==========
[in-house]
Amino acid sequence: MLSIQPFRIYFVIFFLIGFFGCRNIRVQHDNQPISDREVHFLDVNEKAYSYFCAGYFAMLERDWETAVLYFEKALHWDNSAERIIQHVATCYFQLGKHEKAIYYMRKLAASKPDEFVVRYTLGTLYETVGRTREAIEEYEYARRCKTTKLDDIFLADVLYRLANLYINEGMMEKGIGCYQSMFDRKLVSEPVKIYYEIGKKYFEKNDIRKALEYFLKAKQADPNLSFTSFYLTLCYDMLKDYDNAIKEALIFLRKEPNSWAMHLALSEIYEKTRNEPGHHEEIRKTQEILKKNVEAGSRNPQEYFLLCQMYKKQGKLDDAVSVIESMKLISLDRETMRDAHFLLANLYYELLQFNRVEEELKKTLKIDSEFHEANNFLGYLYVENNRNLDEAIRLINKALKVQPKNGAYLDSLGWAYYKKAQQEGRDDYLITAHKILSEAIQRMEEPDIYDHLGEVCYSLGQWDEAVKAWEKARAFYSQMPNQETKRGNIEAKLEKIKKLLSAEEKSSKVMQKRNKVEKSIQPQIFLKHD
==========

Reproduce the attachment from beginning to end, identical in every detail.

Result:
[in-house]
Amino acid sequence: MLSIQPFRIYFVIFFLIGFFGCRNIRVQHDNQPISDREVHFLDVNEKAYSYFCAGYFAMLERDWETAVLYFEKALHWDNSAERIIQHVATCYFQLGKHEKAIYYMRKLAASKPDEFVVRYTLGTLYETVGRTREAIEEYEYARRCKTTKLDDIFLADVLYRLANLYINEGMMEKGIGCYQSMFDRKLVSEPVKIYYEIGKKYFEKNDIRKALEYFLKAKQADPNLSFTSFYLTLCYDMLKDYDNAIKEALIFLRKEPNSWAMHLALSEIYEKTRNEPGHHEEIRKTQEILKKNVEAGSRNPQEYFLLCQMYKKQGKLDDAVSVIESMKLISLDRETMRDAHFLLANLYYELLQFNRVEEELKKTLKIDSEFHEANNFLGYLYVENNRNLDEAIRLINKALKVQPKNGAYLDSLGWAYYKKAQQEGRDDYLITAHKILSEAIQRMEEPDIYDHLGEVCYSLGQWDEAVKAWEKARAFYSQMPNQETKRGNIEAKLEKIKKLLSAEEKSSKVMQKRNKVEKSIQPQIFLKHD